Solstice Arena has its share of in-app purchases, of course. There are two types of currency in addition to the in-game gold. One, gems, can only be purchased. The other, represented by crossed swords, is comparable to experience points: players earn this by competing in online battles. Both gems and crossed swords can be used to purchase new heroes, though you’ll need more experience points currency than gems to do so, a subtle bid to spend money to attain new heroes faster. Only gems can be used for premium hero skins as vanity purchases, however. Potions are purchased with crossed sword points.

Trying out new heroes is part of the joy of playing this type of game, and Solstice Arena allows for quite a few tryouts. To “own” a hero is nothing more than just playing enough to earn the right amount of experience points, and I “earned” the barbarian Hamhock character with only three online matches, thanks to a clever reward system given to new players of the game.

Balanced Hero Chooser

The rest of the fun here comes from the carefully balanced heroes moving back and forth across the map, destroying a tower in bits, killing off opposing heroes and taking advantage of the time they need to re-spawn, and working with two other players with whom you can’t talk to. Instead, players begin to respond to each other with movement on the map; there were plenty of times when I noticed my teammates waiting fore me to heal up, or following my lead on a advance or retreat move. There are a couple of emotes that can be used to say things like, “retreat” or “group up,” but I found them to be too much trouble to use.

Ultimately, whether gamers play Solstice Arena on their Mac (my preference) or their iOS device, they’ll be surprised by the fun they’re having with a Zynga game. The free-to-play cruft is fairly unobtrusive, and does allow some to attain more heroes faster with real money. I haven’t seen any instance, yet, of overly powered heroes ruining an otherwise well-balanced match. The game play is solid action real-time strategy without too much micromanagement needed, which is just perfect for a session or three between tasks on the Mac, or in longer sessions with friends.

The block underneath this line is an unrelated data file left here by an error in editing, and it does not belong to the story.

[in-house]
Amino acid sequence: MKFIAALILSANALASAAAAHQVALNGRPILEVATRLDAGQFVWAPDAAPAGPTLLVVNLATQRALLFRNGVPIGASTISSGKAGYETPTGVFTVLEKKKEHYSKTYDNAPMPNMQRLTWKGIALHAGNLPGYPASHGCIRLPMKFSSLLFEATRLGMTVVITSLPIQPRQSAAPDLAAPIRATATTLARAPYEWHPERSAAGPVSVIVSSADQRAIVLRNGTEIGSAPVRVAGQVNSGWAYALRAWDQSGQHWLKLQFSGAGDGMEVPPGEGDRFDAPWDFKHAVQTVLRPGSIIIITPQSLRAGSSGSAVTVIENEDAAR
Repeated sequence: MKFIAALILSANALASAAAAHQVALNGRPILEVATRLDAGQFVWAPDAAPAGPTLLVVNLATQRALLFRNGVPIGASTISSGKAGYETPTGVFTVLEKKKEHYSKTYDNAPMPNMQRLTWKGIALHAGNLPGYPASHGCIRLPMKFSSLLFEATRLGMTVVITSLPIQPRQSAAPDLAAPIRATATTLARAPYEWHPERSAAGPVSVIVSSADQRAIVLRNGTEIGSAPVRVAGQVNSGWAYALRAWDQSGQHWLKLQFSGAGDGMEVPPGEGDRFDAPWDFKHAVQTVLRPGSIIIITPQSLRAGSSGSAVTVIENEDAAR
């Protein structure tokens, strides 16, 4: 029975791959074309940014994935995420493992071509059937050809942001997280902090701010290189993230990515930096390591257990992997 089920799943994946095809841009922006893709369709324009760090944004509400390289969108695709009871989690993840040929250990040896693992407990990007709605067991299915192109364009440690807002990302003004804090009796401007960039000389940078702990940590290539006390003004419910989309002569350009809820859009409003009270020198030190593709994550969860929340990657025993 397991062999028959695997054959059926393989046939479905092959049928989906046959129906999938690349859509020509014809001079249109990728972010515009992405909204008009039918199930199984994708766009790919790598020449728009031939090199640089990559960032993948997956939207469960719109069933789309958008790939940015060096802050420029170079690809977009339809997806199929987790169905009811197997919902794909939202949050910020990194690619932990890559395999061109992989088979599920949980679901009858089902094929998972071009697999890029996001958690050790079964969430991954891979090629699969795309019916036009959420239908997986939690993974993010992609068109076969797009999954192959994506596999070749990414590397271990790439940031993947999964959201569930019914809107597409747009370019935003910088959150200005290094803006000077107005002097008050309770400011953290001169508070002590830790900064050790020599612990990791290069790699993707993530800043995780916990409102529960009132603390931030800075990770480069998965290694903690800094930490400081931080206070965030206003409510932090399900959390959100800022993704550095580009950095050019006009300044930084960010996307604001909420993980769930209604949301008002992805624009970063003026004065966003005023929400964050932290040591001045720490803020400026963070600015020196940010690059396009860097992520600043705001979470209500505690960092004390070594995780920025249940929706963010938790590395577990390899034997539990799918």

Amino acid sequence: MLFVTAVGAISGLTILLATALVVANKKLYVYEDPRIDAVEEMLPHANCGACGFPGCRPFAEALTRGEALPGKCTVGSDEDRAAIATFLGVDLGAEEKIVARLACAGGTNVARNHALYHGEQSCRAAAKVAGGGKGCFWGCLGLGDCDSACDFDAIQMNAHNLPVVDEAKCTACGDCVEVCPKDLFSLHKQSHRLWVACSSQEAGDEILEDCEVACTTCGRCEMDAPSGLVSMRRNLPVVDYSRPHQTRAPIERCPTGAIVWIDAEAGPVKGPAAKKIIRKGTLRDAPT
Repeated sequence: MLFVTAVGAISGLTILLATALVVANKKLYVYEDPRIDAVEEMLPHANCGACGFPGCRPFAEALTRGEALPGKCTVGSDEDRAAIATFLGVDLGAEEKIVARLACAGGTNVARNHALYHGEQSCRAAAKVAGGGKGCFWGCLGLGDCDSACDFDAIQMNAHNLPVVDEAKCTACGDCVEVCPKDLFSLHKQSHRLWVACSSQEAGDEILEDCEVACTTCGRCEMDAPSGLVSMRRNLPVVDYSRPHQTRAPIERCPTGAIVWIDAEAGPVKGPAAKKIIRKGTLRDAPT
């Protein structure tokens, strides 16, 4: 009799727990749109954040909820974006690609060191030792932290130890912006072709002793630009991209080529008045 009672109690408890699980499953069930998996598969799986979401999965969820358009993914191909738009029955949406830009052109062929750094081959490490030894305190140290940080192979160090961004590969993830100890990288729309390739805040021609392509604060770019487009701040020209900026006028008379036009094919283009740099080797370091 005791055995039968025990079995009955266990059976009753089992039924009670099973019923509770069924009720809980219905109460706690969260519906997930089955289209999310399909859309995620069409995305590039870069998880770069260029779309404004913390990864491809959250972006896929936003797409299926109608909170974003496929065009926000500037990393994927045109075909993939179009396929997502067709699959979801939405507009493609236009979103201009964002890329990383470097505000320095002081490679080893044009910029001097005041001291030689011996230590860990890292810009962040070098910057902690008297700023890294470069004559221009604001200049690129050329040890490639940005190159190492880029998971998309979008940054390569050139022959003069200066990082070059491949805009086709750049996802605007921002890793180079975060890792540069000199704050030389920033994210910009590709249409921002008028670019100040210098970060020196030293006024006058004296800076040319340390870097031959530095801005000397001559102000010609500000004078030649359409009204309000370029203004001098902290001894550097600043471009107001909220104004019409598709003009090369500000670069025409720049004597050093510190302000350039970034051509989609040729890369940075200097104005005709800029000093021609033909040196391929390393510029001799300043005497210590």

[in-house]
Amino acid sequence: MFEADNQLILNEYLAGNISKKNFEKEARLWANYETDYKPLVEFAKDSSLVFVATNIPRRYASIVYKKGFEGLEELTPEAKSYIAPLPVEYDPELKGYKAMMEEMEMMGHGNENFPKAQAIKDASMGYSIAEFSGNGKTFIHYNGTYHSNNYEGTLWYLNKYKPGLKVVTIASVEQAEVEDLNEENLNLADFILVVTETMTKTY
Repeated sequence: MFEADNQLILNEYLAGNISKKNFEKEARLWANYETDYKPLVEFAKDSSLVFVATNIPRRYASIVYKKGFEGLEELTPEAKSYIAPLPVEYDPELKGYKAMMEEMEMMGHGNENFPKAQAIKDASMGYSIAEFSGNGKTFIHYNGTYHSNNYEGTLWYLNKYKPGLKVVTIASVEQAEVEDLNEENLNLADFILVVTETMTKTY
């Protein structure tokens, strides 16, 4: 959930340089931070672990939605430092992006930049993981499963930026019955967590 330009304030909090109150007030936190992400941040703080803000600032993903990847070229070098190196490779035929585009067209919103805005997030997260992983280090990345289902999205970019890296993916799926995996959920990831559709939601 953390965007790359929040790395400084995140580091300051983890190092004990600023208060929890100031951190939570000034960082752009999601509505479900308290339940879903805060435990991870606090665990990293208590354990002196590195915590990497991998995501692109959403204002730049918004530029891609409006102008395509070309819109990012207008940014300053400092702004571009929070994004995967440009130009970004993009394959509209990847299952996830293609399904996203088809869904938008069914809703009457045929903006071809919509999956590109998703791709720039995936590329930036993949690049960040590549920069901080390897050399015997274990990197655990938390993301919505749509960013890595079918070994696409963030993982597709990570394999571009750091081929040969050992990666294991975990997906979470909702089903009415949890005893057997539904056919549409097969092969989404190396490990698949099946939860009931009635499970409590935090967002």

I highly recommend Solstice Arena for anyone, especially those who’ve not been bitten yet by the MOBA bug; it’s a solid entry into the genre, and allows players to focus on the core mechanics of gameplay without having to learn or manage too much complexity.



Main Solstice
Game Name: : Solstice Arena
The Good: A streamlined action real-time strategy game with balanced combat, engaging mechanics, and short-session game play.
The Bad: Some less-popular matches can take some time to connect; not all players are team players.
The Verdict Really the easiest way to find out if the MOBA genre is right for many players, Solstice Arena offers solid, compelling gameplay from the first moment on.
Buy from: Mac App Store

Cult of Mac rating: 5/5

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About the author

Rob LeFebvreAnchorage, Alaska-based freelance writer and editor Rob LeFebvre is Cult of Mac's Culture Editor. He has contributed to various tech, gaming and iOS sites, including 148Apps, VentureBeat, and Paste Magazine. Feel free to find Rob on Twitter @roblef